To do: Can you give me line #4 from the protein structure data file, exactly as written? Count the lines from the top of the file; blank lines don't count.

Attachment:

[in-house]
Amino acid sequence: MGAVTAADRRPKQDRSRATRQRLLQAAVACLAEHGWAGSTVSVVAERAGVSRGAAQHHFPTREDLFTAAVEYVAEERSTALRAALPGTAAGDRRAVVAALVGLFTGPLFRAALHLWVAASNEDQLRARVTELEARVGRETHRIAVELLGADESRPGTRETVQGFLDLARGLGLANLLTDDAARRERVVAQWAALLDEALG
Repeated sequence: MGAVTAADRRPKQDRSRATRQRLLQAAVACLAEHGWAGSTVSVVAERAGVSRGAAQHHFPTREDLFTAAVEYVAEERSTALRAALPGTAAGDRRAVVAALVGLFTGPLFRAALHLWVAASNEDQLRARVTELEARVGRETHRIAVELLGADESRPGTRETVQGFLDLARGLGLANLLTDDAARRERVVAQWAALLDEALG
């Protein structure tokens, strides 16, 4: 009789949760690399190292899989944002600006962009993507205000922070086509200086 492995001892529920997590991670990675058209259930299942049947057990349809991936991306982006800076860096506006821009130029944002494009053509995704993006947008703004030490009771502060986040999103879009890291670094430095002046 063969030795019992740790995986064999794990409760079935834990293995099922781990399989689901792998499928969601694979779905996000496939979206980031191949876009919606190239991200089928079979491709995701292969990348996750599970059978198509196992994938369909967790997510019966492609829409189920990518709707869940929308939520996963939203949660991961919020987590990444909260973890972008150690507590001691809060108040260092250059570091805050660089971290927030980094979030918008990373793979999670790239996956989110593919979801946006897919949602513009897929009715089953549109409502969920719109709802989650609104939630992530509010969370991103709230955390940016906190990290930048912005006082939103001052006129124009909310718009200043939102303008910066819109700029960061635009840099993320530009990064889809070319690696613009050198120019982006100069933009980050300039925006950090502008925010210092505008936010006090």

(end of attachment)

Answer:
């Protein structure tokens, strides 16, 4: 009789949760690399190292899989944002600006962009993507205000922070086509200086 492995001892529920997590991670990675058209259930299942049947057990349809991936991306982006800076860096506006821009130029944002494009053509995704993006947008703004030490009771502060986040999103879009890291670094430095002046 063969030795019992740790995986064999794990409760079935834990293995099922781990399989689901792998499928969601694979779905996000496939979206980031191949876009919606190239991200089928079979491709995701292969990348996750599970059978198509196992994938369909967790997510019966492609829409189920990518709707869940929308939520996963939203949660991961919020987590990444909260973890972008150690507590001691809060108040260092250059570091805050660089971290927030980094979030918008990373793979999670790239996956989110593919979801946006897919949602513009897929009715089953549109409502969920719109709802989650609104939630992530509010969370991103709230955390940016906190990290930048912005006082939103001052006129124009909310718009200043939102303008910066819109700029960061635009840099993320530009990064889809070319690696613009050198120019982006100069933009980050300039925006950090502008925010210092505008936010006090």